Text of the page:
For companies, before Sketchfab, they’d be limited to showing image carousels of their products, or at best 360 spinners. But their products exist in 3D in the real world, and they should be able to showcase them this way on the web. That’s what Sketchfab enables with ease and at scale.
On the marketplace front, before Sketchfab, people would buy 3D assets based on 2D previews or videos. With Sketchfab, they can fully inspect a model in real time, look at the topology, all the maps, etc before buying the asset.
Sketchfab seems to many people like a platform for artists and constumers, but it looks like you are working a lot with businesses these days. Is that true? If so, why?
The majority of our revenue comes from B2B use cases. While we initially started Sketchfab to help creators share their work, we noticed more and more companies were organically using Sketchfab for things like e-commerce, private sharing, configurators… So we started building features to specifically address those needs and go after this opportunity. We also realized 3D creators have the same need to be able to easily share their 3D work in 3D within their companies, and not just to the outside world, which is why we built Sketchfab for teams.
What will Sketchfab look like in a year?
We are progressing on many fronts. Our north star is to offer the best 3D viewer on the web, for creators and businesses alike, so we will continue improving it, both in terms of rendering and performances. We are doubling down on our business offerings, to better address our customers’ needs and offer more power and flexibility. We are also making good progress on our content integrations, with the ambition to become the go-to API for 3D content for the 3D/VR/AR world. Think what giphy did, but for spatial computing.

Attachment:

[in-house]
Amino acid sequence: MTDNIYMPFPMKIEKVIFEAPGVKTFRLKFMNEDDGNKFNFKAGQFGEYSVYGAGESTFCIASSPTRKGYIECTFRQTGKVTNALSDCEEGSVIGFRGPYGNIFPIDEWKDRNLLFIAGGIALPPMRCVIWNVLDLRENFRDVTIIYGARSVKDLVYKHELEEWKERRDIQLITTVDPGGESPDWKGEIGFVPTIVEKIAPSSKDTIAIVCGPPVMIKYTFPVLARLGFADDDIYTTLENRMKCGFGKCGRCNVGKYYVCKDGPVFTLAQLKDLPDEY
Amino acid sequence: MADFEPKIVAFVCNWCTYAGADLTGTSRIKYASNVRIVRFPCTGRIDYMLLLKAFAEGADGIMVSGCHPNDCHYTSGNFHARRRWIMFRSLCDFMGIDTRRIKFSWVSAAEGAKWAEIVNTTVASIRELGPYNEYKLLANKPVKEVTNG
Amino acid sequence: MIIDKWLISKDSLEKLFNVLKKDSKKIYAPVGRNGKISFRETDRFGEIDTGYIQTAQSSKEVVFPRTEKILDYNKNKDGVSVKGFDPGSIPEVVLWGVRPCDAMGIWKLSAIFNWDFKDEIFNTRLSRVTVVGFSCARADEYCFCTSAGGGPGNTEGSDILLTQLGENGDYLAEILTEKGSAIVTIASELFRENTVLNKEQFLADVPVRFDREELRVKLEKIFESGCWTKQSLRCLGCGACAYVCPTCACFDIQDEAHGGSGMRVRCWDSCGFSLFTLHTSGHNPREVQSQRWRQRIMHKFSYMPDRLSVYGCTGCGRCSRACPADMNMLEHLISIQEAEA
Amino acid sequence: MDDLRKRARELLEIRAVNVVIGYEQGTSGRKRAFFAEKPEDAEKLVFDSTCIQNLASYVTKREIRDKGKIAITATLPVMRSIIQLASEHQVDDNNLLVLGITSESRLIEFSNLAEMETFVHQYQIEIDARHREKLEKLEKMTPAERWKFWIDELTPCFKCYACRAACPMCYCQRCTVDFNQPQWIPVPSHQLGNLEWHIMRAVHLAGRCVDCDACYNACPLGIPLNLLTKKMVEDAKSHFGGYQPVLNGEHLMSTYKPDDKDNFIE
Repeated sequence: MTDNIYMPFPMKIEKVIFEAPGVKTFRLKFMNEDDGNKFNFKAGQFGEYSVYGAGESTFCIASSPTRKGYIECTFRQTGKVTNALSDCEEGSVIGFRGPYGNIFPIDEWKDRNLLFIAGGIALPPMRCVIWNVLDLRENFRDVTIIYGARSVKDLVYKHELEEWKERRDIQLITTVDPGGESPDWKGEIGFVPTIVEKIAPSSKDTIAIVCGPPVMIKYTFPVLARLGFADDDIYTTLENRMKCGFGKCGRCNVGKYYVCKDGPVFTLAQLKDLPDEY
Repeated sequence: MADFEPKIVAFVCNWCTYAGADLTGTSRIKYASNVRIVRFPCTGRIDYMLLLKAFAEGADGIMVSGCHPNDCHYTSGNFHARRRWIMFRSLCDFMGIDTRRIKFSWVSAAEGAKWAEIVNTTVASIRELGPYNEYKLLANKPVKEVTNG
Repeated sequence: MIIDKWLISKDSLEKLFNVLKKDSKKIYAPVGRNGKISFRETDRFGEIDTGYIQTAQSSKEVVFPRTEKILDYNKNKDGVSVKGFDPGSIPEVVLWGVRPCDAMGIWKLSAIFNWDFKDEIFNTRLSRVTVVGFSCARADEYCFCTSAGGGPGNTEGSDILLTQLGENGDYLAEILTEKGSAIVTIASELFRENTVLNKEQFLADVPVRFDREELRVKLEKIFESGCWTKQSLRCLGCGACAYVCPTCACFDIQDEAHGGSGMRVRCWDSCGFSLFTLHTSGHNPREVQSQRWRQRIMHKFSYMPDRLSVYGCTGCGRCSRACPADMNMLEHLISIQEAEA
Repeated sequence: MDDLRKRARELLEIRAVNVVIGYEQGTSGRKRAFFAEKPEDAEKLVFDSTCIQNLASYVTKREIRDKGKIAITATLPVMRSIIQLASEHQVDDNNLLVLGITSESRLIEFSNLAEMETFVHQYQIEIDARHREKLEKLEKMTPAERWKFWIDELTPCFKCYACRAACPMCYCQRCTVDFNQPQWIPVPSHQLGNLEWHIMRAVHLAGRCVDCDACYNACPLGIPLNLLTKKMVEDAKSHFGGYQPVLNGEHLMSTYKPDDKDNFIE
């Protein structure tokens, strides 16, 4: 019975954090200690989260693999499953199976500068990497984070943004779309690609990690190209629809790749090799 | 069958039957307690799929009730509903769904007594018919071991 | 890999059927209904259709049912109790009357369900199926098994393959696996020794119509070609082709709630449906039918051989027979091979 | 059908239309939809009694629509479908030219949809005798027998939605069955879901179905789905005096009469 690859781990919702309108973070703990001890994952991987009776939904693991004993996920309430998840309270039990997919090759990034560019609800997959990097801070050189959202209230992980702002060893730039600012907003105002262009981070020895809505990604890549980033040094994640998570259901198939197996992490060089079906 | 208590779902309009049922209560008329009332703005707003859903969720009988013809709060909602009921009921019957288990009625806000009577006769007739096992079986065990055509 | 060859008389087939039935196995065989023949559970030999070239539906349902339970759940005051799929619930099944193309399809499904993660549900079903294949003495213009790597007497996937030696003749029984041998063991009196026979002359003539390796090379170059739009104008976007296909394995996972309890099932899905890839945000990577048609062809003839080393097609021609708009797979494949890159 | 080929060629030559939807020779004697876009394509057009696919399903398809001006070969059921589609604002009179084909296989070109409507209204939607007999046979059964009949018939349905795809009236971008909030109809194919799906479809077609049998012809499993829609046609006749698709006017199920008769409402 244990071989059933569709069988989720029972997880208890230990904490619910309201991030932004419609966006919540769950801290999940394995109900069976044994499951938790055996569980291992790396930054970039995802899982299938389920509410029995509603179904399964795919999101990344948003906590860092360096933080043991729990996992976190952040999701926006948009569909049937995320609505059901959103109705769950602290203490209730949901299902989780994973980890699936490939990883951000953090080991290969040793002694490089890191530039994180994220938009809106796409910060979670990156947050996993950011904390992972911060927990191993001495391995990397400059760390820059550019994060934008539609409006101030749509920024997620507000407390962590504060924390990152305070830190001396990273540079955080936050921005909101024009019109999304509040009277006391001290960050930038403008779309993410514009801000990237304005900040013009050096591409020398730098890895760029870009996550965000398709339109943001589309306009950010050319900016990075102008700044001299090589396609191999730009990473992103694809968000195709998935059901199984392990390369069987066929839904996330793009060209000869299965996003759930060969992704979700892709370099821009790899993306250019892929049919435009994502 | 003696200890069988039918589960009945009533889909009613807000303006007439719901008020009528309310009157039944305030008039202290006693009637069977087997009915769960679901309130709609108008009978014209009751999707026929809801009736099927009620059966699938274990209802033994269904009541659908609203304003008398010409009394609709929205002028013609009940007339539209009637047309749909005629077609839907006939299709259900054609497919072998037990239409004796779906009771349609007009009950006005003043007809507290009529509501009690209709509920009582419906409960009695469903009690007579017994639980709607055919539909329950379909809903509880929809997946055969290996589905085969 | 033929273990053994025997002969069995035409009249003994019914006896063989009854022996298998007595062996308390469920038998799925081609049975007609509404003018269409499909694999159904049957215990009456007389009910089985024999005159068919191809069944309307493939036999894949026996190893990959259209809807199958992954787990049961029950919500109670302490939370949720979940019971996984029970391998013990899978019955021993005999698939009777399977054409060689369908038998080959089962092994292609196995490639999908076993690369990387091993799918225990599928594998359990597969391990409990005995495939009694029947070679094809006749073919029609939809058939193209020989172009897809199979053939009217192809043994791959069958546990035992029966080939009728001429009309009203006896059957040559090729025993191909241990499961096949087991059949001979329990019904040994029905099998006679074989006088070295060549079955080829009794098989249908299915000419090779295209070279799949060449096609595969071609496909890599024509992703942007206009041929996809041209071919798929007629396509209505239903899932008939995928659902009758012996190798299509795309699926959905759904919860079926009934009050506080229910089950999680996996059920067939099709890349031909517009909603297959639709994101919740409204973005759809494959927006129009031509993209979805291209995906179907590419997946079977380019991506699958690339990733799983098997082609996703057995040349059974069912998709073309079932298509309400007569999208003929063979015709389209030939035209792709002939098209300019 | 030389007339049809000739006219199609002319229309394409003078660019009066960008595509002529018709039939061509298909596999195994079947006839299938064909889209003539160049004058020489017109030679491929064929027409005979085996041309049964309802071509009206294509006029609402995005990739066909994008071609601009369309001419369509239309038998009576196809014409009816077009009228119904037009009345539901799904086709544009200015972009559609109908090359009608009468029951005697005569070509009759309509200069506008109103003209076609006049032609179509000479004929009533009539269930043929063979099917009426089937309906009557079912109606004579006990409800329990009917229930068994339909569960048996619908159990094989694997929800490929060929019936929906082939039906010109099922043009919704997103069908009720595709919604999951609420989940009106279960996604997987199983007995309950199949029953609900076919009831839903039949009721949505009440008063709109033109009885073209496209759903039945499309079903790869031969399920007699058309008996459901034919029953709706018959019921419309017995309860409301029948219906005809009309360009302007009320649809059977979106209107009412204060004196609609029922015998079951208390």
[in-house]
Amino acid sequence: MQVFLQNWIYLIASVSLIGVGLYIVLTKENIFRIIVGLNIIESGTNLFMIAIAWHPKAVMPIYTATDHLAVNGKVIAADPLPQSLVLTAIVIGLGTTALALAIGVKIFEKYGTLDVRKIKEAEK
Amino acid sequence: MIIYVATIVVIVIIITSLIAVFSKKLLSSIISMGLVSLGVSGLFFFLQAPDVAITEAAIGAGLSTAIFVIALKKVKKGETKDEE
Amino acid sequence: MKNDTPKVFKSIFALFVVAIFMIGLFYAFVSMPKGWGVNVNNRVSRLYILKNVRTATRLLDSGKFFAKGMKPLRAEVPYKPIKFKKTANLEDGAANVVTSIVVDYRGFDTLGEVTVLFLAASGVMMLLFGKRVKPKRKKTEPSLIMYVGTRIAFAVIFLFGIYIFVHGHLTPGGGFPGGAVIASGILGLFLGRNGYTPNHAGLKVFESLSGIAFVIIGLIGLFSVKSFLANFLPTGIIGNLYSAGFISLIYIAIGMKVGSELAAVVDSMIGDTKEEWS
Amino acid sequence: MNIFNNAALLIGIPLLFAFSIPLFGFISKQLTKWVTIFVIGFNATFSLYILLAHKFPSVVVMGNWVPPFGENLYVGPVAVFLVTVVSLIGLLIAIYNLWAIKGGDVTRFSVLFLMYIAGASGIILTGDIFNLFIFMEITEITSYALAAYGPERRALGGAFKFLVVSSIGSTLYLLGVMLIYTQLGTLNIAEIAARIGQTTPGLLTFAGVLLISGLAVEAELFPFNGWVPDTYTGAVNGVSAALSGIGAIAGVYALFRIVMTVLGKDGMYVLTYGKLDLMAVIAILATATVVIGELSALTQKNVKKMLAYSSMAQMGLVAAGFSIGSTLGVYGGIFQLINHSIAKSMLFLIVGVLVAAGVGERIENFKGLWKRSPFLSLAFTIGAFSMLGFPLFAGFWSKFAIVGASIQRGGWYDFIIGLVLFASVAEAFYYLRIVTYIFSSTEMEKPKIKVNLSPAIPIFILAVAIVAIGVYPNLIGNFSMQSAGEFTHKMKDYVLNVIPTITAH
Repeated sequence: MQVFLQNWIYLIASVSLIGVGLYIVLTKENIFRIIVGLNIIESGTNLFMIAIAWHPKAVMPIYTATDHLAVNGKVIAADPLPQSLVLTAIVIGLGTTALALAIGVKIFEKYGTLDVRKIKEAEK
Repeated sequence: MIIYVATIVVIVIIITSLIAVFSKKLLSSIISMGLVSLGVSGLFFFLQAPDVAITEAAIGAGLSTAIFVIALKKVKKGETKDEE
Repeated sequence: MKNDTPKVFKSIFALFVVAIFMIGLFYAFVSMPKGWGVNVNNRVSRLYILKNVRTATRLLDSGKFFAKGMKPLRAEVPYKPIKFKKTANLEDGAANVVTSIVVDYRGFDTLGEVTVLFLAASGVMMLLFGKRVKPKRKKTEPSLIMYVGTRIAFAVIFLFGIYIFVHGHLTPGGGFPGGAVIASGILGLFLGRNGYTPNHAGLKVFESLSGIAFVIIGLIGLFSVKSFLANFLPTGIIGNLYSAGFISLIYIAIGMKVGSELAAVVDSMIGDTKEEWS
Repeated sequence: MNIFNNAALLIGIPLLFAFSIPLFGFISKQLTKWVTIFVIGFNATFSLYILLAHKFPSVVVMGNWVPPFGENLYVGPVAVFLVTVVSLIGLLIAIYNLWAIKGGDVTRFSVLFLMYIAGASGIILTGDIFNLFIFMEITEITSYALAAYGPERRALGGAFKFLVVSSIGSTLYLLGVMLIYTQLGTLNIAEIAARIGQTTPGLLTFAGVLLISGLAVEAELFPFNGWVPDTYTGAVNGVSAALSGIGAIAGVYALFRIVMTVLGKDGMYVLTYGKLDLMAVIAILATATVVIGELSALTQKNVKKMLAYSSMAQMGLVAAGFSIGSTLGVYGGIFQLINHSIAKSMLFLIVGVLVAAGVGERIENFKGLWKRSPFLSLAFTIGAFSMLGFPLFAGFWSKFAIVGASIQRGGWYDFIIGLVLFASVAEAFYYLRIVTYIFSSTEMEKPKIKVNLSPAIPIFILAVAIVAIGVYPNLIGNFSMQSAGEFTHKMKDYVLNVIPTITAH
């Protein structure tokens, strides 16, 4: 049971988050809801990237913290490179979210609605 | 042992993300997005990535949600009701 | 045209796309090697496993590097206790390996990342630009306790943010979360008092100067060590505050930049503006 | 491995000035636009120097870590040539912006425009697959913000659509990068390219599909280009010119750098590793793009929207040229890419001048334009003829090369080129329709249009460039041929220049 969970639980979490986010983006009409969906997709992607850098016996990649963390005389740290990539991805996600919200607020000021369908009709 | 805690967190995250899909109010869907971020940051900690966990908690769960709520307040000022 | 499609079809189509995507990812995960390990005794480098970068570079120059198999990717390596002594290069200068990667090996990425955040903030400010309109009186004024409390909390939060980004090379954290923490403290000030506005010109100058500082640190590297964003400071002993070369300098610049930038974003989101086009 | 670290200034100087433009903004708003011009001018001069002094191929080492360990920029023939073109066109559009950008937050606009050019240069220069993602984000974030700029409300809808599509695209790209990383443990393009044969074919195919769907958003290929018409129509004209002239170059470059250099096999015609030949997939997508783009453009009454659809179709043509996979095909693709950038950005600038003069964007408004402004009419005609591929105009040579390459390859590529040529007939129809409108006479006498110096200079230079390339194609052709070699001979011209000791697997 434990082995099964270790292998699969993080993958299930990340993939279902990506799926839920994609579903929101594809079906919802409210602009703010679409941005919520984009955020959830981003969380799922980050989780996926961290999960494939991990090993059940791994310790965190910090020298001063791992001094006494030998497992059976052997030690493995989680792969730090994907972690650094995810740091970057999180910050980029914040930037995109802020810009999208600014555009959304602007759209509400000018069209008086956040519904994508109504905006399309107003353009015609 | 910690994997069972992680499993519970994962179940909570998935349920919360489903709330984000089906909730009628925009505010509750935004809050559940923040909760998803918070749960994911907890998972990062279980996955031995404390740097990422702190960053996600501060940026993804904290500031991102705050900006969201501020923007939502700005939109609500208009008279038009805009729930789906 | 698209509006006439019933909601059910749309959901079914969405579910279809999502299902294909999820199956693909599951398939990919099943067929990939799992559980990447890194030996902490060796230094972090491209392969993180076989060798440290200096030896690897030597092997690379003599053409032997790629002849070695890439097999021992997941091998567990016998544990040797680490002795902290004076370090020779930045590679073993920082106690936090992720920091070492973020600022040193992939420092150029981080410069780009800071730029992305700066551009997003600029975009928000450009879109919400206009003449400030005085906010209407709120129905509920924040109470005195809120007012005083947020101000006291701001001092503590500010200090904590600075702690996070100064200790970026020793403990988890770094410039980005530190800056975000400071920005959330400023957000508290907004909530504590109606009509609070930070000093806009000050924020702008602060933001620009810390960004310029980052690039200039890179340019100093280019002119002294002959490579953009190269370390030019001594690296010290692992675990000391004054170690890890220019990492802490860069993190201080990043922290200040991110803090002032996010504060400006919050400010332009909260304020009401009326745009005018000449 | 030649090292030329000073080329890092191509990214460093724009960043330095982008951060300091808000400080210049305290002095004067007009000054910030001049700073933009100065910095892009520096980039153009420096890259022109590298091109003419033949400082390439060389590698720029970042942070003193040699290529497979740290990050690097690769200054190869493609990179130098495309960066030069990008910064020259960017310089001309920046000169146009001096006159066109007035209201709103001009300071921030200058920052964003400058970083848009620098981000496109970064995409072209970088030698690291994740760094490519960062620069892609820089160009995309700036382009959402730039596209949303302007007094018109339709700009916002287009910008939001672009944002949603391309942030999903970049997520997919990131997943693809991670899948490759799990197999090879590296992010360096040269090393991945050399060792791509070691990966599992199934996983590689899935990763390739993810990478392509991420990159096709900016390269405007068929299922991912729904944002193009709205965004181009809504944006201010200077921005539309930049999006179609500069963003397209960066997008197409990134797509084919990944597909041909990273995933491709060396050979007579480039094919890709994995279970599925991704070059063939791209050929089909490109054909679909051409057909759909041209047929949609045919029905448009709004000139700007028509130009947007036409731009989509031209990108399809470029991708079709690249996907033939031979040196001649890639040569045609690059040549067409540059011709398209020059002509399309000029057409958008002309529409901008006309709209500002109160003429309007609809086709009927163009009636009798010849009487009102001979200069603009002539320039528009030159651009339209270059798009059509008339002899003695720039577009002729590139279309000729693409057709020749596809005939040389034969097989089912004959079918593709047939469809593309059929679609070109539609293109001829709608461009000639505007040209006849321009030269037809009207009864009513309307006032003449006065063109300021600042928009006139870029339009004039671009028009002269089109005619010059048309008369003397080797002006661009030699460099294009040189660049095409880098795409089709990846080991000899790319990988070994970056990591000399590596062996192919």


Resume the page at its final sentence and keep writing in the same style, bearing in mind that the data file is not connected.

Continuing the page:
How will that change someone’s business, or life?
Spatial computing, or the metaverse, can only exist if there is 3D content to populate it. We are getting to a scale where you can find a 3D version of pretty much anything on Sketchfab, which will be useful across many different industries and use cases: creativity, commerce, productivity, training, storytelling, and entertainment.
What is the long-term goal? What will Sketchfab become in 5 years?
Our mission is to make 3D accessible. To provide the best place to publish 3D content, and the best best place to find 3D content. We now have 3 major opportunities:
We want to be the market leader to embed 3D content, with a focus on product display and eCommerce. Many companies will have a digital twin of their products. With the best 3D viewer on the market, and the biggest network of integrations, Sketchfab will be the ultimate way to embed and distribute this 3D content for web/VR/AR. Sketchfab will also power marketing, storytelling, education, culture, and the long tail of short form immersive experiences from content creators.